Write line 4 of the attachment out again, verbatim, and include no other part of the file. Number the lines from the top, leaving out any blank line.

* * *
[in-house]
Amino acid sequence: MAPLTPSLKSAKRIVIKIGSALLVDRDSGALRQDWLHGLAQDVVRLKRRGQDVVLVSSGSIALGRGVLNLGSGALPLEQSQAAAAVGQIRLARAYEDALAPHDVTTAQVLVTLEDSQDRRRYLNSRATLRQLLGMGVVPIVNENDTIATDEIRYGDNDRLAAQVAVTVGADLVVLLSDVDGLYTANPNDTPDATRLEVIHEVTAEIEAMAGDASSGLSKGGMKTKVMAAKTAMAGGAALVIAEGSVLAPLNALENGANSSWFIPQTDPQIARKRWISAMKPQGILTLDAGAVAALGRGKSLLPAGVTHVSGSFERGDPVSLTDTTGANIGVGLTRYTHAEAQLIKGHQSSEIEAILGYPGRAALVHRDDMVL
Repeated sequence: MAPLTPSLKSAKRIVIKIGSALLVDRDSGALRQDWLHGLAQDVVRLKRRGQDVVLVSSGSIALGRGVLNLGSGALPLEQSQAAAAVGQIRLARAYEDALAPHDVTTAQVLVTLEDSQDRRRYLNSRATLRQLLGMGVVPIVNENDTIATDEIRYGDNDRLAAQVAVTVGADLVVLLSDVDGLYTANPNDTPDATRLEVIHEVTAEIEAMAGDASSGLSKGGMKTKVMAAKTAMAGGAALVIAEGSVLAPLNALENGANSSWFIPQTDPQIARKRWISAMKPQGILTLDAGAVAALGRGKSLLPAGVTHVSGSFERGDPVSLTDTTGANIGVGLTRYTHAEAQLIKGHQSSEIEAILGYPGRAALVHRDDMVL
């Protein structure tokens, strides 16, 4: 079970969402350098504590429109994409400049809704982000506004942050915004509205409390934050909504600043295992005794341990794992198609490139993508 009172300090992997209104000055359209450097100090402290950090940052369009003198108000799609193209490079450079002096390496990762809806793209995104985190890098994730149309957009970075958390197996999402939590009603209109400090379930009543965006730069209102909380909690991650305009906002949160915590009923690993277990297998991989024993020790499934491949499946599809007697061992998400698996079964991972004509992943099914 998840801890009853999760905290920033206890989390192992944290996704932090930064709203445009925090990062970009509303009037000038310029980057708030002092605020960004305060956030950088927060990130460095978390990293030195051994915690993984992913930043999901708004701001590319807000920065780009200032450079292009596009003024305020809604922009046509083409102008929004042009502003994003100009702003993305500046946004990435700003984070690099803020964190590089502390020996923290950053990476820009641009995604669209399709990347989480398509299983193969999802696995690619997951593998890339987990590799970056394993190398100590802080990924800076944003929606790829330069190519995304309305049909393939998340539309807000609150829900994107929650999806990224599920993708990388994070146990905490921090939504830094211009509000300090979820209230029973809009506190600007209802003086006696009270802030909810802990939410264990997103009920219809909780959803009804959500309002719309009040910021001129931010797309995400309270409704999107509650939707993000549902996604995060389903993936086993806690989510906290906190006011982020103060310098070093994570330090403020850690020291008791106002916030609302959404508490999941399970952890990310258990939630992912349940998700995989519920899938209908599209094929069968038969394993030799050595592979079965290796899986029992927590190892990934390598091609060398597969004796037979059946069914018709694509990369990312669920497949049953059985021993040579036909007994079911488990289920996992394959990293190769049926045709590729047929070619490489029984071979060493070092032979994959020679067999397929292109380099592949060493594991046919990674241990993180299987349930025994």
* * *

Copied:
């Protein structure tokens, strides 16, 4: 079970969402350098504590429109994409400049809704982000506004942050915004509205409390934050909504600043295992005794341990794992198609490139993508 009172300090992997209104000055359209450097100090402290950090940052369009003198108000799609193209490079450079002096390496990762809806793209995104985190890098994730149309957009970075958390197996999402939590009603209109400090379930009543965006730069209102909380909690991650305009906002949160915590009923690993277990297998991989024993020790499934491949499946599809007697061992998400698996079964991972004509992943099914 998840801890009853999760905290920033206890989390192992944290996704932090930064709203445009925090990062970009509303009037000038310029980057708030002092605020960004305060956030950088927060990130460095978390990293030195051994915690993984992913930043999901708004701001590319807000920065780009200032450079292009596009003024305020809604922009046509083409102008929004042009502003994003100009702003993305500046946004990435700003984070690099803020964190590089502390020996923290950053990476820009641009995604669209399709990347989480398509299983193969999802696995690619997951593998890339987990590799970056394993190398100590802080990924800076944003929606790829330069190519995304309305049909393939998340539309807000609150829900994107929650999806990224599920993708990388994070146990905490921090939504830094211009509000300090979820209230029973809009506190600007209802003086006696009270802030909810802990939410264990997103009920219809909780959803009804959500309002719309009040910021001129931010797309995400309270409704999107509650939707993000549902996604995060389903993936086993806690989510906290906190006011982020103060310098070093994570330090403020850690020291008791106002916030609302959404508490999941399970952890990310258990939630992912349940998700995989519920899938209908599209094929069968038969394993030799050595592979079965290796899986029992927590190892990934390598091609060398597969004796037979059946069914018709694509990369990312669920497949049953059985021993040579036909007994079911488990289920996992394959990293190769049926045709590729047929070619490489029984071979060493070092032979994959020679067999397929292109380099592949060493594991046919990674241990993180299987349930025994």